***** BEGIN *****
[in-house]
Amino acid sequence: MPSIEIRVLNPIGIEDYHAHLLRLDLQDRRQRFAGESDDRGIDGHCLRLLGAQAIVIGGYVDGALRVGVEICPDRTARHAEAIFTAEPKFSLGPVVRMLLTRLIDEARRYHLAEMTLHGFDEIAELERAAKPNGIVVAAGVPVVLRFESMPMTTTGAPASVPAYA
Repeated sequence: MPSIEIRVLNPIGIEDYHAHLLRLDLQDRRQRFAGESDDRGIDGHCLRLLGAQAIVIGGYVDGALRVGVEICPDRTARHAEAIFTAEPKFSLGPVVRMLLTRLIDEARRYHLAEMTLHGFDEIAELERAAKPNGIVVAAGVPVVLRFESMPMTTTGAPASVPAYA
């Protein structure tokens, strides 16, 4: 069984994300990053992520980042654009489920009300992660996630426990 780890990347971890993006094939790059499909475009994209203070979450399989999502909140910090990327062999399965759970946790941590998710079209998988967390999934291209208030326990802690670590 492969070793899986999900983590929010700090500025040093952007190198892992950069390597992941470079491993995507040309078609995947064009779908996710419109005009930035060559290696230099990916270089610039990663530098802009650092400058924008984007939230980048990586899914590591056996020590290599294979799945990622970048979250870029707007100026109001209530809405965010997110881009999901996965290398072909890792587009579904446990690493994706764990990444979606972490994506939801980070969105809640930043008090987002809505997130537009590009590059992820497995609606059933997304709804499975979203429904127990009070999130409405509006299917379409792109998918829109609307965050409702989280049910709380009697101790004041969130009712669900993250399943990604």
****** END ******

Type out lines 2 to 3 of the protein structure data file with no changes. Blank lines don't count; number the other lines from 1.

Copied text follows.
Amino acid sequence: MPSIEIRVLNPIGIEDYHAHLLRLDLQDRRQRFAGESDDRGIDGHCLRLLGAQAIVIGGYVDGALRVGVEICPDRTARHAEAIFTAEPKFSLGPVVRMLLTRLIDEARRYHLAEMTLHGFDEIAELERAAKPNGIVVAAGVPVVLRFESMPMTTTGAPASVPAYA
Repeated sequence: MPSIEIRVLNPIGIEDYHAHLLRLDLQDRRQRFAGESDDRGIDGHCLRLLGAQAIVIGGYVDGALRVGVEICPDRTARHAEAIFTAEPKFSLGPVVRMLLTRLIDEARRYHLAEMTLHGFDEIAELERAAKPNGIVVAAGVPVVLRFESMPMTTTGAPASVPAYA